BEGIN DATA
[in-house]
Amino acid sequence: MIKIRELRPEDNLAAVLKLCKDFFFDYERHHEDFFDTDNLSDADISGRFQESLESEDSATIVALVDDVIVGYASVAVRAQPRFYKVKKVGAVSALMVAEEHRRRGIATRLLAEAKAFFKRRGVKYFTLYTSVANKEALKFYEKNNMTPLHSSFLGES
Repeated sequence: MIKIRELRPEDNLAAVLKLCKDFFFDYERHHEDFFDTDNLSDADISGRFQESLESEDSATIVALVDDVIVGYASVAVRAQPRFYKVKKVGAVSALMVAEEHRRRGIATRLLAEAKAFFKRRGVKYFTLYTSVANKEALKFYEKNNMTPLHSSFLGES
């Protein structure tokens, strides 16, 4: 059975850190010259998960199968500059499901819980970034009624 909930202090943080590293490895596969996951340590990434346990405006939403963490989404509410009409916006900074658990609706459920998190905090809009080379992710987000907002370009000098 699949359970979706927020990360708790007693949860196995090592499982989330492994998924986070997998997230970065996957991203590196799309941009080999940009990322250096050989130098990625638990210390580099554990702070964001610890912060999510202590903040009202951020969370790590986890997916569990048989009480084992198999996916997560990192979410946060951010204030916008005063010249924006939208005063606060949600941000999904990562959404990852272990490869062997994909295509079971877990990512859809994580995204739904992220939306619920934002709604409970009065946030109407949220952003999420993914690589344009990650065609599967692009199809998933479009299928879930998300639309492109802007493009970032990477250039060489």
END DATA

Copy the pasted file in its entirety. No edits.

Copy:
[in-house]
Amino acid sequence: MIKIRELRPEDNLAAVLKLCKDFFFDYERHHEDFFDTDNLSDADISGRFQESLESEDSATIVALVDDVIVGYASVAVRAQPRFYKVKKVGAVSALMVAEEHRRRGIATRLLAEAKAFFKRRGVKYFTLYTSVANKEALKFYEKNNMTPLHSSFLGES
Repeated sequence: MIKIRELRPEDNLAAVLKLCKDFFFDYERHHEDFFDTDNLSDADISGRFQESLESEDSATIVALVDDVIVGYASVAVRAQPRFYKVKKVGAVSALMVAEEHRRRGIATRLLAEAKAFFKRRGVKYFTLYTSVANKEALKFYEKNNMTPLHSSFLGES
């Protein structure tokens, strides 16, 4: 059975850190010259998960199968500059499901819980970034009624 909930202090943080590293490895596969996951340590990434346990405006939403963490989404509410009409916006900074658990609706459920998190905090809009080379992710987000907002370009000098 699949359970979706927020990360708790007693949860196995090592499982989330492994998924986070997998997230970065996957991203590196799309941009080999940009990322250096050989130098990625638990210390580099554990702070964001610890912060999510202590903040009202951020969370790590986890997916569990048989009480084992198999996916997560990192979410946060951010204030916008005063010249924006939208005063606060949600941000999904990562959404990852272990490869062997994909295509079971877990990512859809994580995204739904992220939306619920934002709604409970009065946030109407949220952003999420993914690589344009990650065609599967692009199809998933479009299928879930998300639309492109802007493009970032990477250039060489």